September 29, 2009
11:33 am
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It No Longer Matters
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tBt? Aren't you somewhere in the South? There are certain older pastors in the south who are mainly of the Southern Baptist or Pentacostal ilk that always do this sort of thing. If he visited your friend as she was dying an helped her prepare to die, he may have had her permission to do this. Step back and look at it from that angle. It isn't what I wanted for my dad's funeral and it isn't what I would want for mine, but I have experienced this type of funeral many times and chalked it up to whatever. Getting angry or upset about it isn't going to change things and it really isn't your battle to fight. Honor your friend in your own way.

Bitsy

September 29, 2009
2:05 pm
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StronginHim77
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I do have one other idea, something I have suggested to several people which they implemented with great success.

Host a "Celebration of Her Life" gathering. Invite those who genuinely loved her and let each share a cherished memory or anecdote about your dear friend. You can also encourage them to bring photos to share. Post a large collage about her with photos, poems, quotes...whatever you wish to put on it. Place it on an easel and have each guest sign it and add their own, personal "good bye" to her.

Finally, have one large candle burning during this gathering. Arrange it on a tray/table, surrounded by many small votive candles. At the conclusion of the gettogether, invite each participant to light one of the small candles in memory of her. This is a LOVELY ritual which comforts many.

Hope this suggestion works for you.

- Ma Strong

September 30, 2009
11:39 am
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risingfromtheashes
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Truth -

I have been to funerals of family members that were soooooo impersonal that it made me cry...I left thinking "that's it????"...what I realized was A) the pastor had NO clue who they were and B) the family did not give him enough to go on.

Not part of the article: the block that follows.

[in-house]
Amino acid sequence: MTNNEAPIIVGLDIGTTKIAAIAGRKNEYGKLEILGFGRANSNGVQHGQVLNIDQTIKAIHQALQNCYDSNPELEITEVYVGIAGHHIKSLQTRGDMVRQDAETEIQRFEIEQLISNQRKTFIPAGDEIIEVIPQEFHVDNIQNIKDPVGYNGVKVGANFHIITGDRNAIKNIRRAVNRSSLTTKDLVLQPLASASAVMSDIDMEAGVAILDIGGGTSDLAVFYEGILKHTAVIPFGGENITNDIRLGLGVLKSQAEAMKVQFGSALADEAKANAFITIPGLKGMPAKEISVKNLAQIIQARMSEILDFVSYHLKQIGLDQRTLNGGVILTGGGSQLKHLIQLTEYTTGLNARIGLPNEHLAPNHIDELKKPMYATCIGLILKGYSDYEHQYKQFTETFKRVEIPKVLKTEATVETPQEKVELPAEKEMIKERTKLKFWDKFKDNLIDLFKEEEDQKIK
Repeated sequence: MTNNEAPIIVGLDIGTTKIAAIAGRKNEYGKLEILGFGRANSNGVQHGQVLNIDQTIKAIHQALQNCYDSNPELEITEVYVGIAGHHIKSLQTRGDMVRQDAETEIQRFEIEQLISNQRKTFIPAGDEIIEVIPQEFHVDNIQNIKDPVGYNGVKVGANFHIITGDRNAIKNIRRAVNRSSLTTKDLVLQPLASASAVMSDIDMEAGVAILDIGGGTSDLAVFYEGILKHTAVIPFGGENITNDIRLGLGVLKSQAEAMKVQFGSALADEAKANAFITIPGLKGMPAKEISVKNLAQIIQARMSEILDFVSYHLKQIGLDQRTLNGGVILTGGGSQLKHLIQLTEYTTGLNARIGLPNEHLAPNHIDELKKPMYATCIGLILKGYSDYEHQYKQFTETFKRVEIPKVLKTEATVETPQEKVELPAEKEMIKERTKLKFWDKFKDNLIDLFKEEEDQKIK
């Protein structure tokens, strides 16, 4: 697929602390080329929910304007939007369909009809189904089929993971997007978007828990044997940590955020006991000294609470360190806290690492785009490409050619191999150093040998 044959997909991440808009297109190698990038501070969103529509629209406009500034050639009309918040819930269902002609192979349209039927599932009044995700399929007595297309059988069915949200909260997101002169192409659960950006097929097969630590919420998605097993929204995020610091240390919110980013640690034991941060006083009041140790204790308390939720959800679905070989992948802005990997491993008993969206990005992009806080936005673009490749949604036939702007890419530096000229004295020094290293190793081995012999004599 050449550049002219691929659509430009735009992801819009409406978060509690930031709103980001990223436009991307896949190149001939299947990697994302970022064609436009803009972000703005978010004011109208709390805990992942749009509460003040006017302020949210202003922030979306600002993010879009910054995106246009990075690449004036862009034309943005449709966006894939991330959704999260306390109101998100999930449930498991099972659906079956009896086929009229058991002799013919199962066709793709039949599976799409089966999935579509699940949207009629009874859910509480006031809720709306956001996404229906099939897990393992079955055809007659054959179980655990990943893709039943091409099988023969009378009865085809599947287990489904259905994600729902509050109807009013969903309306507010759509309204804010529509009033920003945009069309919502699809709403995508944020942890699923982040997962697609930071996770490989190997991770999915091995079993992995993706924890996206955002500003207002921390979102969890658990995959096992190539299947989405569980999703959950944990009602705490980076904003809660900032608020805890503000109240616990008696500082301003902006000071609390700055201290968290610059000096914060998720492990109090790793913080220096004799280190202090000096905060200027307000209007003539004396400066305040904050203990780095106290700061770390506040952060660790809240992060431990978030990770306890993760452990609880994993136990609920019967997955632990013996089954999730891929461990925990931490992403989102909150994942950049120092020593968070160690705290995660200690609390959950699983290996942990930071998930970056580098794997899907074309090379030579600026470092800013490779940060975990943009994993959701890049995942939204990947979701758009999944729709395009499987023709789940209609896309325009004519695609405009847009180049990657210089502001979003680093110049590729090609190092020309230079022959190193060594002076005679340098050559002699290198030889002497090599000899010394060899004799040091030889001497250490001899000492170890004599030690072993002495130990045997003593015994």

So, if this person didn't know her and had nothing to work with, perhaps he just reverted to doing what he knew best? who knows.

In any case, I was going to suggest the same thing that MaStrong said - having your own ceremony of sorts. You could also post something in the newspaper - your own goodbye with remarks on the person she was - for all the world to see. You could also write the family expressing your condolences and mentioning how much you appreciated all the goodness in her heart - recongnizing her acheivements.

I'm sorry that the funeral was not a celebration of life that you expected - and hope you find some ways to come to terms with it.

September 30, 2009
12:09 pm
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This was why when my father died I had his memorial service at the church where he and my stepmother were married with a minister who knew my father. My dad had taken a 16 week Bible study under this pastor and had challenged him quite a bit in regards to God. I did not know the pastor well, but the important thing is that he knew my father well. He actually was able to say the most comforting thing anyone said to me through the whole ordeal. He came ot the house that morning my dad died and had prayer with us. As it ended he squeezed my hand and told me not to worry, my dad was in heaven. When my aunts and uncles wanted to gripe and grumble about me having the funeral there, I spoke up and said it was MY decision. I made it.

Bitsy

October 1, 2009
3:10 pm
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truthBtold
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Thanks everyone for your support and suggestions.

I have alot of great info here to draw on moving forward.

Thanks again.

tBt

October 2, 2009
1:44 am
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CraigCo
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(tbt)